Quotes Tagged "industrialization"
This was what he stood for: a world where there would be room enough even for such a mass of clumsy and cumbersome freedom. A margin of humanity, of tolerance, where some of life’s beauty could take refuge. His eyes narrowed a little, and an ironic, bitter smile came to his lips. I know you all, he thought. Today you say that elephants are archaic and cumbersome, that they interfere with roads and telegraph poles, and tomorrow you’ll begin to say that human rights too are obsolete and cumbersome, that they interfere with progress, and the temptation will be so great to let them fall by the road and not to burden ourselves with that extra load. And in the end man himself will become in your eyes a clumsy luxury, an archaic survival from the past, and you’ll dispense with him too, and the only thing left will be total efficiency and universal slavery and man himself will disappear under the weight of his material achievement. He had learned that much behind the barbed wire of the forced labor camp: it was our education, a lesson be was not prepared to forget.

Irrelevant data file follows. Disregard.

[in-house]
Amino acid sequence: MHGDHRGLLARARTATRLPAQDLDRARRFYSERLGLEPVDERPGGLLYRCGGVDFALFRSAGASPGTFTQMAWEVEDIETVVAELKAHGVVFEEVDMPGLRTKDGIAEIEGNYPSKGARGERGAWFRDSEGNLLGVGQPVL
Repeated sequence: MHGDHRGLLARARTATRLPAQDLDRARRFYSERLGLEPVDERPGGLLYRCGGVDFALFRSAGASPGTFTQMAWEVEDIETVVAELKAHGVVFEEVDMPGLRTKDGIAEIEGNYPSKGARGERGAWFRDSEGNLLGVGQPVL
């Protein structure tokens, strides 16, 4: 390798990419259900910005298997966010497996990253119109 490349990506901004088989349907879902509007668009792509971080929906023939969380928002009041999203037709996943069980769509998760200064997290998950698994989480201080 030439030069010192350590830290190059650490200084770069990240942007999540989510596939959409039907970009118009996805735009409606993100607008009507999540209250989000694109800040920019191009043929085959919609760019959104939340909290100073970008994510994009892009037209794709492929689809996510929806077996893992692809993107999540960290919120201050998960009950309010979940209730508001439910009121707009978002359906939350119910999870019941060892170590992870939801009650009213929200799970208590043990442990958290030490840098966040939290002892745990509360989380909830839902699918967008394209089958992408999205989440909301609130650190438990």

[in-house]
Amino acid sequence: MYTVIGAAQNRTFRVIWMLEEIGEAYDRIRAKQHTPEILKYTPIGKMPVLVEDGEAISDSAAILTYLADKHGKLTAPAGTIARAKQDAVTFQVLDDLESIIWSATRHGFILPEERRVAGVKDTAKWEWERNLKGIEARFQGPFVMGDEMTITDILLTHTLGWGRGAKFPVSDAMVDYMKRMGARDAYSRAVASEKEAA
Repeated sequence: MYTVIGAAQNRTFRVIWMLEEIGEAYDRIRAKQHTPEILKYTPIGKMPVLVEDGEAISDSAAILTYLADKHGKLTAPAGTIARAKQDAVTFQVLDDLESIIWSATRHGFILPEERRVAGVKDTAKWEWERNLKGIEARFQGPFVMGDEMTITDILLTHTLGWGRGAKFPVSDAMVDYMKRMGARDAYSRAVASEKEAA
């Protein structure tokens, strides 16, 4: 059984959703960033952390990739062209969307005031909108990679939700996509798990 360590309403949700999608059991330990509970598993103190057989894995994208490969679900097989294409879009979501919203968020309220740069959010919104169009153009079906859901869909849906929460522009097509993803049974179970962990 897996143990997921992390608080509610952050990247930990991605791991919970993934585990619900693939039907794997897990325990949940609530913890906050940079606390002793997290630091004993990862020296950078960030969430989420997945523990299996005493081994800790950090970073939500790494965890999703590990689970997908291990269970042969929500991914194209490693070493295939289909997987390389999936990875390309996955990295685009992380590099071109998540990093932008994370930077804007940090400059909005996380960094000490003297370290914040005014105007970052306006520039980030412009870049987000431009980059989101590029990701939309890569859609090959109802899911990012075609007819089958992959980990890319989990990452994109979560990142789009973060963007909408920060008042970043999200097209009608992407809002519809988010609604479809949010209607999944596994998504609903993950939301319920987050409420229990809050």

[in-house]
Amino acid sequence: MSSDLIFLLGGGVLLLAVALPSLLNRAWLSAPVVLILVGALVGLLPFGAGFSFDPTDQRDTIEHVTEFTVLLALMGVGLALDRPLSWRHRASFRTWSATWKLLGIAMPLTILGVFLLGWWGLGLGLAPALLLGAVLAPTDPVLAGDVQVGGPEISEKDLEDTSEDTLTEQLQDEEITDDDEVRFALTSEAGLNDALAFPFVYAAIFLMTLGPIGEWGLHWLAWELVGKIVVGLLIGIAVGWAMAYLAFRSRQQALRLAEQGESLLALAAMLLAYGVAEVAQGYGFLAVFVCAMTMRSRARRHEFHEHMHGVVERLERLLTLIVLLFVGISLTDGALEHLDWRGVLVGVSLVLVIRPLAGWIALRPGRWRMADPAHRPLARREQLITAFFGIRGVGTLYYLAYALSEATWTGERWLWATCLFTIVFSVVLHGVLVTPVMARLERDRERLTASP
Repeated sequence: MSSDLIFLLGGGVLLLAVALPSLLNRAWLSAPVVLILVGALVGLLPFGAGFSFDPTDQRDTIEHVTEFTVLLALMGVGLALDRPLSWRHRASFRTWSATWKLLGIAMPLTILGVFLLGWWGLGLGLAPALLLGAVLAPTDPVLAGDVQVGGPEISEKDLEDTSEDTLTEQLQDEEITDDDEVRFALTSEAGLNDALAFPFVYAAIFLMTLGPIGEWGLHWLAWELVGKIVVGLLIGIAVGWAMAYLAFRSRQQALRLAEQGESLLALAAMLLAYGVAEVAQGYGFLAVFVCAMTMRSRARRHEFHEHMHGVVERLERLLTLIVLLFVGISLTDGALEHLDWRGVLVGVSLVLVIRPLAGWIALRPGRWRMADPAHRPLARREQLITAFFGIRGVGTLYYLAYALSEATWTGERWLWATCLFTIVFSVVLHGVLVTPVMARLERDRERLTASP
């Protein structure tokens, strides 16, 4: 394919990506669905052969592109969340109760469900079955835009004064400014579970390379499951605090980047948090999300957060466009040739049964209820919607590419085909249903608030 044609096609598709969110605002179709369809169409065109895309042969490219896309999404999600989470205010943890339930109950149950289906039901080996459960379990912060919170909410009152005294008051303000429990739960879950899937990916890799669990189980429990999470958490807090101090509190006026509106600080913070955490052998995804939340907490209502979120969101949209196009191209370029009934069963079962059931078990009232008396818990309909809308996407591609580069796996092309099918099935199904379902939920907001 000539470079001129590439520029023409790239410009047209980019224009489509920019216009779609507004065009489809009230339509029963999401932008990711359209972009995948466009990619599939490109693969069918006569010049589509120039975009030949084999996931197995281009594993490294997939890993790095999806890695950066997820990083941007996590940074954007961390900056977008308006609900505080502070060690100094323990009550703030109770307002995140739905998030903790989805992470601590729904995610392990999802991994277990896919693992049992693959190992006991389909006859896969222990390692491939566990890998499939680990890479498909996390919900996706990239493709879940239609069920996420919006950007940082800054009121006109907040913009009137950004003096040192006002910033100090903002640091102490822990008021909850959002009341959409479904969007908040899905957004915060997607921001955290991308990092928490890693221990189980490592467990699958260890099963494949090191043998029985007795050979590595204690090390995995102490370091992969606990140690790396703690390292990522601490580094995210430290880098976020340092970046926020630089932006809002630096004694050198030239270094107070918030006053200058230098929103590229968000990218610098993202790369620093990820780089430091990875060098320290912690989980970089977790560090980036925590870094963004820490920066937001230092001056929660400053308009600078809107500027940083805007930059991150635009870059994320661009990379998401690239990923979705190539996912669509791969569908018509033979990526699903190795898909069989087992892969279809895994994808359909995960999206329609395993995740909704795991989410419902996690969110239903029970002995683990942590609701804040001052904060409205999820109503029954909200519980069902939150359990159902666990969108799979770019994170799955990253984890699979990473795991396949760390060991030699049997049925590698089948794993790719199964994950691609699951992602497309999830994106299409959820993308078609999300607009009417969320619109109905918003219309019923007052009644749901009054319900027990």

Our current education system was created in the late 1800s and early 1900s, and was modeled after the new factories of the industrial revolution. Public schools, set up to supply the factories with a skilled labor force, crammed education into a relatively small number of years. We have tried to pack more and more in while extending schooling up to age 24 or 25, for some segments of the population. In general, such an approach still reflects factory thinking—get your education now and get it efficiently, in classrooms in lockstep fashion. Unfortunately, most people learn in those classrooms to hate education for the rest of their lives. The factory system doesn't work in the modern world, because two years after graduation, whatever you learned is out of date. We need education spread over a lifetime, not jammed into the early years—except for such basics as reading, writing, and perhaps citizenship. Past puberty, education needs to be combined in interesting and creative ways with work. The factory school system no longer makes sense.